of us so
handwritten books may
  big changes you could they're
probably  the simplest correlation with what
we  call civilization but
they stagnated
a way because they were too hard to  produce so this is a
library in the  Middle Ages in
holland which has a few  hundred books
you can see that those  books are chained
to the wall because  many of these books in today's
dollars  are worth about a million dollars
the  sum
of these books took almost 10 years  for
a copy to be made and
these books  were not affecting
enough people this is  a town library in
in Holland but a  few
hundred books and a few one
percent  or so people reading wasn't
enough to  make
a really big leap and
so of course  we have the printing press
but many of  you will
know that the big invention of  the printing press wasn't
the printing  press because they existed
in Europe for  several hundred years
beforehand and
  wasn't even movable type
  because the Chinese had
movable-type a  thousand years earlier so
these are all  known about that the great
invention of  the printing press was how
type was made  and I
a lot of time so I
brought some  along here
can see because this
is  one of it one of the great
changes in  Western
society was to be able to
make  type cheaply enough
to have presses  everywhere and what was the invention
  well good bird was a goldsmith and the
  way you make coins out of soft metals
  like gold is you don't mold them but you  strike
them into a steel
died and the  striking
them forces the metal to
expand  and take on the impression of the die
  and at some point a good
bird got the  idea that wow
if I made a steel punch
ere with
the reverse with an H on it I  could punch
it with a hammer into a
  softer metal like grass and that
would  make a mold that I could then
pour led  into and I could make thousands
of  pieces of type each day and
so the  printing press in your visit if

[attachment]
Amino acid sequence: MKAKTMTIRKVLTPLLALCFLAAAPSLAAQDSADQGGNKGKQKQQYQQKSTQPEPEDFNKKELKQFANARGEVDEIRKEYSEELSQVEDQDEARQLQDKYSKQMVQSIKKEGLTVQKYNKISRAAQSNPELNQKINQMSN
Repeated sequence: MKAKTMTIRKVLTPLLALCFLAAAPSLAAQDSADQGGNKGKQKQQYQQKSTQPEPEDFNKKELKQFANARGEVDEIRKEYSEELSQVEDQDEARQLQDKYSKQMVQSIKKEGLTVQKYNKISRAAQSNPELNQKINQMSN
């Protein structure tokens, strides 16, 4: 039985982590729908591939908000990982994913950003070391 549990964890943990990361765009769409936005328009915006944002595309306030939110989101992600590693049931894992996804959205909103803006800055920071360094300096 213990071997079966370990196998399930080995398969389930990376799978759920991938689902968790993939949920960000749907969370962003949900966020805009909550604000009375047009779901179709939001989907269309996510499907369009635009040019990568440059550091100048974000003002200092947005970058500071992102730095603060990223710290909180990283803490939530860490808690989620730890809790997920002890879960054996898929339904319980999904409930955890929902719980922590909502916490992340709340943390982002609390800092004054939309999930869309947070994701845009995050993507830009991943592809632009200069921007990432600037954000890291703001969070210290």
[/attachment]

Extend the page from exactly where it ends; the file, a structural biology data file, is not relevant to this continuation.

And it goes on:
you like  parallels this is a parallel
to the  integrated circuit
we had computers  before we have the integrated circuit
but we didn't have computers for  everyone and the
kind of computing that  we have today until the integrated
  circuit solve the problem of how to make
  zillions and zillions of gates
same idea  here and
so people who made type could
  have their type making
stuff in their  backpack and they went all over Europe
  and only 20 years after the invention
the printing press there are more than  20,000
printing facilities in Europe
  each with their own type so
technological invention of the printing  press
a revolution and being
able to  spread the means of spreading
ideas what
  we get from the printing press
is a  child sitting underneath the tree  reading
a book all to herself
because  the real invention of the printing press  the
real revolution of it is there
now  enough books so
a single person can  learn many different
ideas from  different sources by themselves without
  being socially coerced
and they can come  up with ideas
and points of view of  their own and
the sense of identity on  their own
and that changed everything  for
what happened in the next few  hundred years you
can think of this  great invention of the printing press
  was it started making us aware that we  were in
a go so once you start  encountering different
ideas about  things that you thought
were fixed it  starts getting you thinking
about this  is wherever I am
isn't really reality  it's just
a set of beliefs that I have  at this moment
so silence came along
  with this and this
is a pocket globe  from
the end of the 18th
century and  people reason I show this
actually I  have one of these I love them
it's hard  to
see because it's old and dirty it's
everal hundred years old here's a  modern copy of
it or
this up well this is what people did in  the coffee houses
in Europe during this
  time they look they
could take them out and talk with  each other
about what the earth look like from  space and
what was interesting is
200  years later when we got out there and  look back
at the earth there are no  surprises
look just the way it
looked  200 years earlier
and one of the ways of
  thinking about this is that what
  happened 200 years earlier was the
  process of science which is taking
lots  of measurements stitching ideas together
  coming up with a model
understanding how  accurate and inaccurate
the model is and  we get this
nice picture and what we
did  a few years ago was engineering
we built  rockets that could go out there and look  back at
it those Rockets required  science also
so the
idea here is what  science started to do is to
get us to  realize that
the other goalies are all  around us
they're invisible but we can  make things more
visible so science
the best collection of stuff we've come  up with for
helping us identify the  ability that
we're in and how to get out  of it and in
India there is this a
  famous tale
that I learned as a child  about the
six blind men and the elephant  and
one says the